Hatred

We hear a great deal about ‘hate crimes’ that sometimes strike a trivial note, then something dreadful like yesterday’s mass slaughter at The Tree of Life Synagogue in Pittsburgh, Pennsylvania, happens and we understand what hatred really means. It is not ‘mere’ prejudice or dislike translated into boorish behaviour. It is murderous — nothing less than the desire to kill, destroy, and inflict deadly harm. It is difficult even to think about such a thing, but think we must because the kind of violence displayed in Squirrel Hill is no different from that displayed by Islamist terrorists or any other individual or group that believes it has the right to exterminate others. The President of the United States of America is on record as saying that had the synagogue had armed guards, the massacre would not have occurred. To me, that sounds absurd. Surely, we should be trying to create a culture, indeed a world, where violence is unacceptable? If our default position is, we need guns to defend ourselves, we should not be surprised if those with criminal intent take us at our word and use the very same means to do us harm.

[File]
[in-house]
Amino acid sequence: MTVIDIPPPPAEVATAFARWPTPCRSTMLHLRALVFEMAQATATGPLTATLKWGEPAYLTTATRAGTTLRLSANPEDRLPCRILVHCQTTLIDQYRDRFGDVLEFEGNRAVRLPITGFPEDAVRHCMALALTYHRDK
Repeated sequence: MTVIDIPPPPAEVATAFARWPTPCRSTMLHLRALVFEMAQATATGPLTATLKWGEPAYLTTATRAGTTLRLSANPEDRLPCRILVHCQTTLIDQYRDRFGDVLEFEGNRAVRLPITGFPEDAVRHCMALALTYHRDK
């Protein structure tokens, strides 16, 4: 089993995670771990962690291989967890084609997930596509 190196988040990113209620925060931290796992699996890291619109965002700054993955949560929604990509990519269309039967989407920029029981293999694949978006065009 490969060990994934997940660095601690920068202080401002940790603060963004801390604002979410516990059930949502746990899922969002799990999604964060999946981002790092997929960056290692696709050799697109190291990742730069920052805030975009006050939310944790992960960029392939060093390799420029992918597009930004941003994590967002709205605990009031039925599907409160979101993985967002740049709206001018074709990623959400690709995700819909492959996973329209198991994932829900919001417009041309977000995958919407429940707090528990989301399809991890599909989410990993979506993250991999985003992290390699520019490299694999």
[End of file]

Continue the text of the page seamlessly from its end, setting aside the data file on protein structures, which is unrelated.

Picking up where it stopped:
This morning we pray with and for our Jewish brethren and all who have been victims of hatred and persecution. For me, there is something peculiarly horrible about an attack on people praying in a church, mosque, synagogue or other place of worship. It is a profanation of the holy name of God, destruction of what God holds most precious — human beings. The God of Abraham, Isaac and Jacob is the God of the living, and we honour him best by honouring those he has created in in his own image and likeness. Let us remember that, however much provoked we may be.

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